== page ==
How Does Google Maps Know Where Traffic Is?

Google Maps
Google Maps

Before you leave the house in the morning, a quick glance at Google Maps can tell you which routes should be avoided at all costs and which ones might get you to work a few minutes early. Google Maps can even tell you how long you can expect to be delayed should you take a route that’s more congested than usual. How can it possibly know up-to-the-minute information about your day-to-day travel plans?

The answer is one part creepy, one part cool: Google gets its information from you, according to Business Insider. The company uses the Location Services function on Apple and Android phones to track your coordinates. If you have the Location Services capability enabled for Google Maps, you're constantly sending real-time data about your whereabouts and the time it takes you to get from place to place. Google combines everyone’s data to determine the concentration of cars on the roads and how fast they are moving. (Or aren’t moving, depending on your situation.)

Over time, Google has compiled all of this traffic information to create traffic histories, which is how it can tell you if traffic is running slower or faster than “normal.” It also uses information gleaned from the Waze app, which includes updates from Departments of Transportation from across the country—that’s why Google Maps can pinpoint specific accidents.

If this is all a bit too Big Brother for your liking, you can simply disable Location Services on your phone—but you'd better hope that everyone else doesn't follow suit, or else Google's impressive calculations would be rendered completely useless.

Why You Should Never Charge Your Phone in Public USB Ports Without a USB Data Blocker

Creative-Family/iStock via Getty Images
Creative-Family/iStock via Getty Images

The USB charging ports that have popped up at airports, coffee shops, and even outdoor stations around cities in recent years are definitely a lifesaver when your smartphone is down to its last bit of juice. A dead phone is annoying at best and downright dangerous at worst, so it’s totally understandable why you’d jump at the chance to revive it at your earliest opportunity.

However, those public ports might not be as benevolent as they seem. According to Afar, hackers can load malware onto those stations—or on the cables left plugged into the stations—which can then deliver passwords and other data right from your device to the hacker’s. If you have used a public port recently, don’t panic; TechCrunch reports that these cases are fairly rare. Having said that, it’s definitely better not to risk it, especially considering what a nightmare it would be to have your identity stolen.

The Los Angeles County District Attorney’s Office explains that the easiest way to prevent becoming a victim of this type of scam, often referred to as juice-jacking, is simply to abstain from using public USB charging ports. Instead, invest in a portable charger, or plug your own charger into an actual AC power outlet.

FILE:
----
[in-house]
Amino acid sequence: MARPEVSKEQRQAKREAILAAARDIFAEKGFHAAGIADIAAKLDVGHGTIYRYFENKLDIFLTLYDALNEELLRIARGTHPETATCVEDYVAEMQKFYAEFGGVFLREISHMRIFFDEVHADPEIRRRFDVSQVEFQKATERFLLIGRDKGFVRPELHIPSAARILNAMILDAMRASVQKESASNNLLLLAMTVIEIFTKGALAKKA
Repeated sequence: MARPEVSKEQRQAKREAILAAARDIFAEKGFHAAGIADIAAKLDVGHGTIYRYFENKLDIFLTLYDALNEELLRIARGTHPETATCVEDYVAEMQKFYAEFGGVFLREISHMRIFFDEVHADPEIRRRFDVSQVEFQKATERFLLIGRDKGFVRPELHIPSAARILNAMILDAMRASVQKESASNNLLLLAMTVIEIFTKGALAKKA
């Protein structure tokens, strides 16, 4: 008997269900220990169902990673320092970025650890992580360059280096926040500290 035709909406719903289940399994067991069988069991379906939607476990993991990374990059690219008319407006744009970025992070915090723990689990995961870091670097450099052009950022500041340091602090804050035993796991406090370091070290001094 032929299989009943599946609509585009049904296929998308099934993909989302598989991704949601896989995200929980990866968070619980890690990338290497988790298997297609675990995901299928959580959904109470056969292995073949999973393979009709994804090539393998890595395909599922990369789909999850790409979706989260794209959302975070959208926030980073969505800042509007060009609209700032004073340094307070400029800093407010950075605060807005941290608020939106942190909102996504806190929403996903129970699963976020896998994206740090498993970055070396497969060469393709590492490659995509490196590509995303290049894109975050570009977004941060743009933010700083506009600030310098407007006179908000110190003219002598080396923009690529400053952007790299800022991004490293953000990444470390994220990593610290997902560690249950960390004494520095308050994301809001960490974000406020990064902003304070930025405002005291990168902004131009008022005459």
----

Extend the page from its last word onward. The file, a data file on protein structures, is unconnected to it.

But unoccupied power outlets are notoriously hard to come by in public places, and portable chargers themselves can also run out of battery life. Luckily, there’s a small, inexpensive device called a data blocker that will enable you to use public USB charging ports without worrying about juice-jacking. It looks a little like a flash drive with an extra slot, but it lacks the two wires usually found in USB chargers that can download and upload data. That way, your device will charge without transferring any information.

You can get two of them for $11 from Amazon here.

[h/t Afar]

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Scope Out the Best Christmas Light Displays in Your Neighborhood With Nextdoor's Cheer Map

can72/iStock via Getty Images
can72/iStock via Getty Images

For many people, driving around the neighborhood to admire the gorgeous light displays (or laugh at the garish ones) is a beloved holiday tradition. But if you live in a big city or only want to check out the most impressive displays, you might not know where to look. That’s where Nextdoor’s Cheer Map comes in.

Nextdoor is a free and private social network that lets you interact with other people in your neighborhood. It’s used in more than 250,000 neighborhoods around the world, and if yours happens to be one of them, you can use the Cheer Map to find the nearest Christmas light displays in your area. The map is crowdsourced and voluntary, so your neighbors can mark their own homes with a holiday lights icon. And if you're eager to flaunt your own festive decorations, you can mark your home on the map, too.

The results will look something like this:

A woman uses Nextdoor's Cheer Map app
Netxtdoor

You can access the Cheer Map online, or via an iPhone or Android device. To get started, click the Cheer Map link, and you’ll be prompted to create a free online account with Nextdoor if you don’t already have one (signing up is quick and easy). Once you’re logged in, a pop-up window will ask whether you plan on decorating for the holidays; select “I will” or “Not this year,” then click "Continue." If you don’t want to participate, you can also select “Skip” to jump ahead to good stuff and access the map of decorated homes in your neighborhood. And that’s it! If you selected “I will,” a colorful light icon will mark your home on the map.

For those who live in small towns, there’s a chance you’ll be the first person in your neighborhood to join the site. Unfortunately, that means your neighborhood won’t be officially “launched” on Nextdoor unless you get nine of your neighbors to sign up. But even if you aren’t able to use the Cheer Map this holiday season, you could help spread the word (and holiday cheer) to get your neighborhood on the map for next year.

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